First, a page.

systematically with carpet stains
There are basically four kinds of spots:
1. Water stains that have left
rings are often complicated by the
presence of binding materials if the area is attached to another
2. Those resulting from a coloured liquid, which has stained the fibres
like dyes or some inks.
3. Those resulting from liquid containing corrosive elements (urine,
wine, food colouring, rusty water, blood and sweat) that have attacked
the fibres and discoloured them.
4. Solid deposits, e.g. wax, paint, food grease, glue.
The first three groups will need a high proportion of water to remove
them, helped by the addition of a detergent, bleach or a reagent of
some kind. The fourth group will need organic solvents.
The solvents and reagents that form the basis of a spotting kit can be
divided into four groups, each containing related substances.
Group 1 Non-water miscible solvents: Hydrocarbons or chlorinated
hydrocarbons, like mineral spirits, trichloroethylene, d-limonene.
Group 2 Water-soluble solvents: Glycols, such as ethanol;
isopropyl alcohol or glycol ethers, such as 2-butoxy ethanol (butyl cellusolve);and ketones like acetone.
Group 3 Neutral detergents, such as ammonia, oxidizing
agent/bleaching agent, rust remover.
Group 4 Protein-based detergents or digesters.
Trials should be made in a set pattern with the group, which seems
most likely to provide the answer. If the one group gives signs of
being effective then another from the same group would be the next
Many deposits, especially old paint or glues, swell and become sticky,
but will not go into solution. As they swell they can be scraped off the
surface with a metal spatula, but the residue will always be left
Gather a selection of solvents, reagents, white towels and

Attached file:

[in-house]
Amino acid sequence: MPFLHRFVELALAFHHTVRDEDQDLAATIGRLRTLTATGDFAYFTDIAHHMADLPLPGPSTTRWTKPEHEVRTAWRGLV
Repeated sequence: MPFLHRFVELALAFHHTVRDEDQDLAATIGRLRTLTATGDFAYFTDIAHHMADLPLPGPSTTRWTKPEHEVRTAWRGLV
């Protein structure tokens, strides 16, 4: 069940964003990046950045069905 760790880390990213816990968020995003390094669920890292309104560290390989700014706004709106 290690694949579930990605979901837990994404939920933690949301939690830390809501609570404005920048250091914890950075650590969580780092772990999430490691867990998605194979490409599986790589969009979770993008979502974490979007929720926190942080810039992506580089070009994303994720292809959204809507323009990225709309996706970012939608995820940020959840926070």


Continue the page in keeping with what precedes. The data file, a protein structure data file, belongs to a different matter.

several small containers in which solvent can be poured. Apply
solvent or reagent with the towel if any scrubbing has to be done or
with a dropper or brush if reaction alone is needed. Always pre-test
for colour fastness.
Using a reagent
A reagent is used to remove rust stains, blue copper stains, dye
stains, bloodstains, etc. Once the work has been accomplished, it's
important to wash or rinse with clean water to remove the reagent.
The problem is to avoid creating a stain that is lighter than the
surroundings. Because pH is a critical factor in many reactions, it is
best to apply to a dry area to restrict the area that is affected by the
pH of whatever is being applied by dilution. A swab soaked in the
reagent can be placed on the stain and then covered with a small
piece of plastic to prevent it from drying.
With coloured fabrics, there is a danger of not simply bleaching the
dye, but of changing the colour. Reds can turn blue in an alkali and
orange in an acid. Sometimes this effect is reversible but not always.
Always pre-test on a small inconspicuous area.
Removing solid deposits
Try to scrape away as much of the solid as possible before trying to
dissolve or soften it. Use a non-staining spatula. Wax can be partially
removed with heat, by placing absorbent paper above and below and
applying a warm iron. However, when wax is simply sitting on top of
the fabric, this can drive it further in. Scraping followed by a
hydrocarbon solvent, is safer. Place absorbent paper below any area
being treated and change it as soon as it becomes soiled.
One useful trick is to use two ingredients that have different
properties but are miscible together, one being more volatile than the
other. For instance, when water is used, isopropyl alcohol can be
sprayed around the edge of the area. This will have the effect of
drying out the water more quickly and helping to prevent ringing. The
same can be done with mineral spirits and isopropyl alcohol.
Feathering out also helps by keeping the perimeter of the wetted
area on the move outward, with gentle strokes across the surface of
the fabric from half dry white towels.